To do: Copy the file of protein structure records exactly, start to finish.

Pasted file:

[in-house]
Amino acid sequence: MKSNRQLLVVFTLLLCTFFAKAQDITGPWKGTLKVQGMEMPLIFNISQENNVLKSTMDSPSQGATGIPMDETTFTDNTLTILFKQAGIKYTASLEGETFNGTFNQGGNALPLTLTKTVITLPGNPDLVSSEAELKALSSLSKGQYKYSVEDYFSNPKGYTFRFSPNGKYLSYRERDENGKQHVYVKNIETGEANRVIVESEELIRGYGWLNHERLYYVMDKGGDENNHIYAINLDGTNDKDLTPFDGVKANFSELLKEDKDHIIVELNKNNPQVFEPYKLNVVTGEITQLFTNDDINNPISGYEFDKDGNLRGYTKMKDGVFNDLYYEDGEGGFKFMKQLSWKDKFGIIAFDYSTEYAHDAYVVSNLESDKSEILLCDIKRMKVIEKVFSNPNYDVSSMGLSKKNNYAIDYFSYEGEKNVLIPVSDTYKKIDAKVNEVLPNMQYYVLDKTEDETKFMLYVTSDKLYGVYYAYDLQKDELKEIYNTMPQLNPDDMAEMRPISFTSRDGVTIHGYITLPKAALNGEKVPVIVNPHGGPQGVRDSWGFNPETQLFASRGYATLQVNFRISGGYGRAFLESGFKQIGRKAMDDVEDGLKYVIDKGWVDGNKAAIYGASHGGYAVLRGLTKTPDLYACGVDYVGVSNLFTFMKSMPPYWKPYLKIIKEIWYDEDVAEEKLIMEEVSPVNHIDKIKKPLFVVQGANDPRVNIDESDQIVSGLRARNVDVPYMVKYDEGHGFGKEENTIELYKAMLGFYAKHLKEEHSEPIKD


[in-house]
Amino acid sequence: MKSNRQLLVVFTLLLCTFFAKAQDITGPWKGTLKVQGMEMPLIFNISQENNVLKSTMDSPSQGATGIPMDETTFTDNTLTILFKQAGIKYTASLEGETFNGTFNQGGNALPLTLTKTVITLPGNPDLVSSEAELKALSSLSKGQYKYSVEDYFSNPKGYTFRFSPNGKYLSYRERDENGKQHVYVKNIETGEANRVIVESEELIRGYGWLNHERLYYVMDKGGDENNHIYAINLDGTNDKDLTPFDGVKANFSELLKEDKDHIIVELNKNNPQVFEPYKLNVVTGEITQLFTNDDINNPISGYEFDKDGNLRGYTKMKDGVFNDLYYEDGEGGFKFMKQLSWKDKFGIIAFDYSTEYAHDAYVVSNLESDKSEILLCDIKRMKVIEKVFSNPNYDVSSMGLSKKNNYAIDYFSYEGEKNVLIPVSDTYKKIDAKVNEVLPNMQYYVLDKTEDETKFMLYVTSDKLYGVYYAYDLQKDELKEIYNTMPQLNPDDMAEMRPISFTSRDGVTIHGYITLPKAALNGEKVPVIVNPHGGPQGVRDSWGFNPETQLFASRGYATLQVNFRISGGYGRAFLESGFKQIGRKAMDDVEDGLKYVIDKGWVDGNKAAIYGASHGGYAVLRGLTKTPDLYACGVDYVGVSNLFTFMKSMPPYWKPYLKIIKEIWYDEDVAEEKLIMEEVSPVNHIDKIKKPLFVVQGANDPRVNIDESDQIVSGLRARNVDVPYMVKYDEGHGFGKEENTIELYKAMLGFYAKHLKEEHSEPIKD